Through life we come across certain people who we connect with effortlessly, understand completely and admire beyond measure. One of those people for me is my cousin Bill Coon. I’ve mentioned Bill in previous articles—and anyone who knows me is aware of his incredible back story. Bill was the eighth newborn transplant in the United States and the fourth in the Midwest. He received a second heart transplant, along with a kidney transplant at age 20 in October 2009. Bill has always done a remarkable job of honoring the life of his donors and has made it his life’s mission to educate, inform and inspire others about the importance of organ donation.
Today is Bill’s 28th birthday. It just so happens he was born during Organ Donation Awareness month. Thanks to the unselfish hearts of complete strangers, my cousin, who is like a brother to me, is with us today.
“By being a donor, you don’t just save a life, you change a life forever and those lives go on to positively impact hundreds if not thousands of others for years to come. At the center of all that positivity is your single, selfless act of generosity,” said Bill.
Bill is a professional motivational speaker who travels across the country sharing his story. This year he’s embarking on a new journey—focusing all his efforts and energy on meeting with medical groups, nonprofits and corporations. There’s one audience in particular he’s targeting—and that’s students through something he calls “Your Legacy Tour.”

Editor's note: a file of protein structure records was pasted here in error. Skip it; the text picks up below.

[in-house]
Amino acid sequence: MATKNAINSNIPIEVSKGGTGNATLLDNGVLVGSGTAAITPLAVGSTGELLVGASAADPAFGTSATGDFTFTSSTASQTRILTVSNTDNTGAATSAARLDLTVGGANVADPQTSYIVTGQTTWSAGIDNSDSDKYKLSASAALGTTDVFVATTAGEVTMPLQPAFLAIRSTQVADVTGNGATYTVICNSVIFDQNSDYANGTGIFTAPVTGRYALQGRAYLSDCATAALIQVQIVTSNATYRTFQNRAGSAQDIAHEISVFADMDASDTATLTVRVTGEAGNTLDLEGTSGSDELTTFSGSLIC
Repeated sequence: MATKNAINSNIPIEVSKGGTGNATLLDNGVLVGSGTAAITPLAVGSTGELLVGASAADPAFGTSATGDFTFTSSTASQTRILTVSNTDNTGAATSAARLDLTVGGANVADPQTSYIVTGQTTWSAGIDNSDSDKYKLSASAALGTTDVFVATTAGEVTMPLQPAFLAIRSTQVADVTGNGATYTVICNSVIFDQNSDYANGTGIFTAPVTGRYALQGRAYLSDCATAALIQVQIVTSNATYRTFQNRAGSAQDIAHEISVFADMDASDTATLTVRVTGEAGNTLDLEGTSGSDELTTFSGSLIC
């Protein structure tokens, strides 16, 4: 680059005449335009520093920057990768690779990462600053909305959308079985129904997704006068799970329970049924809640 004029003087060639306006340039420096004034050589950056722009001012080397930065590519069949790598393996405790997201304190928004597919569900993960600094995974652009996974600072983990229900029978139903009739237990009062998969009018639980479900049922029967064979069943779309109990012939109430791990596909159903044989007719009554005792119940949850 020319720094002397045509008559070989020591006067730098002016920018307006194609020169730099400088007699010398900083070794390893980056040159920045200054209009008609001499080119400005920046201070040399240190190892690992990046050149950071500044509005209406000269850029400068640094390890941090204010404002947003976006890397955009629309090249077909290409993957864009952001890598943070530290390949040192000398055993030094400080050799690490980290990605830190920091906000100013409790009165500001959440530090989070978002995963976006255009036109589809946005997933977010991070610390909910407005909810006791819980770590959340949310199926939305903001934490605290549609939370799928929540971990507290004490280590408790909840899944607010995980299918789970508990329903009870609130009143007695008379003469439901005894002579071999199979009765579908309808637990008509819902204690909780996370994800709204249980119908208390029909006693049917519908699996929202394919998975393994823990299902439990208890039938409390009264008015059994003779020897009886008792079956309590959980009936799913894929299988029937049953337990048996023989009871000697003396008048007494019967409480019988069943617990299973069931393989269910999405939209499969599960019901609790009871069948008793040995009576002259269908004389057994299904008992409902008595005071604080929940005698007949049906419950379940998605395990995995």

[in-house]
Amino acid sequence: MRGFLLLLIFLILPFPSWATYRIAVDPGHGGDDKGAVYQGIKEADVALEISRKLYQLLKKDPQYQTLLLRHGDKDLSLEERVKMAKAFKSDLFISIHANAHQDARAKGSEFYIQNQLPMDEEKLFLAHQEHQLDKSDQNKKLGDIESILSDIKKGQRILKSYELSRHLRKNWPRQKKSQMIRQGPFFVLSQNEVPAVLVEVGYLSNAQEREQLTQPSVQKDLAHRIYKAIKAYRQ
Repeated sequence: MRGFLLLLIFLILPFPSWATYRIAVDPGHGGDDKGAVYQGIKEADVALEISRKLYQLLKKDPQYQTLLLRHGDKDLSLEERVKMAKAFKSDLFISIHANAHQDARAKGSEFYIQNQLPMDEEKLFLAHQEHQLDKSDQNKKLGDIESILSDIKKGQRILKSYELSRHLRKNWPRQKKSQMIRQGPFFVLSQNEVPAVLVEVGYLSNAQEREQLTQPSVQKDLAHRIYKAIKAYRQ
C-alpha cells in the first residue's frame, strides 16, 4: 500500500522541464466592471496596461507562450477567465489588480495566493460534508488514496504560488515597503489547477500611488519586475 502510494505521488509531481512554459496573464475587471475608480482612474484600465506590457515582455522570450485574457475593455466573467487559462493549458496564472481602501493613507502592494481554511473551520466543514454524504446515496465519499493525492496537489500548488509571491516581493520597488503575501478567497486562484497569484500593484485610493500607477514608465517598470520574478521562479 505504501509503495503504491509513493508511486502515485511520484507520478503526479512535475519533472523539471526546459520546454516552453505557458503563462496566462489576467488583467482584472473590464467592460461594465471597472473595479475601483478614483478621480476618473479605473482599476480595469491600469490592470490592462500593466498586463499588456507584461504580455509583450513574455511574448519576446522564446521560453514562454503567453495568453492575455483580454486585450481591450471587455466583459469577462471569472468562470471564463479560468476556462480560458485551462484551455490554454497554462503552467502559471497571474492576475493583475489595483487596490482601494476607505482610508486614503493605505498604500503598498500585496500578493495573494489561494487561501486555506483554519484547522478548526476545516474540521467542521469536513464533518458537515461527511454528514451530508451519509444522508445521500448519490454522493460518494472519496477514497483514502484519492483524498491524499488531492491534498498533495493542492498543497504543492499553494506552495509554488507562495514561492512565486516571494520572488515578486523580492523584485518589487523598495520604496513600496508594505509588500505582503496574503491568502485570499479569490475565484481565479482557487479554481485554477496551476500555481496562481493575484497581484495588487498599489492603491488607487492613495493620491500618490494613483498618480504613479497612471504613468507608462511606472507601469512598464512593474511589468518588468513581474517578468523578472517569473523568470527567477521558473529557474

“I realized I could do something unique. In recent years I have been asked by high schools in the Midwest to speak to their students about leadership, adversity, handling cyber-bullies and many other topics. I figured while I was traveling, I could very easily bring those same messages to students in different parts of the country. That’s essentially how Your Legacy Tour was created,” said Bill.
Here’s how the tour works—Bill is looking for 12 schools, ideally high schools, in select states. In his presentation, Bill uses his unique life story of overcoming extreme adversity to teach students the importance of leaving behind a lasting, positive legacy in high school. Bill achieves this through his humorous and conversational style that provides students with stories and lessons, which encourage them to care for one another, develop the characteristics of a leader, and strengthen the student body through acts of kindness. Click here to submit your school’s information and to learn more. Bill will provide the selected schools with a 60-minute presentation. There’s no catch—he just needs a large space, a working microphone, a projector and a laptop with PowerPoint. The 12 schools will be selected by June 30.
As someone who suffers from Crohn’s disease, words cannot begin to explain how Bill’s outlook on life, advice and perspective has pushed me to see the sunshine and rainbows even on the stormiest days. Through life—we all face challenges that put our strength and will to the test. Find “your Bill” and I promise it will help you get through whatever isn’t going your way.
Click here to learn more about organ donation.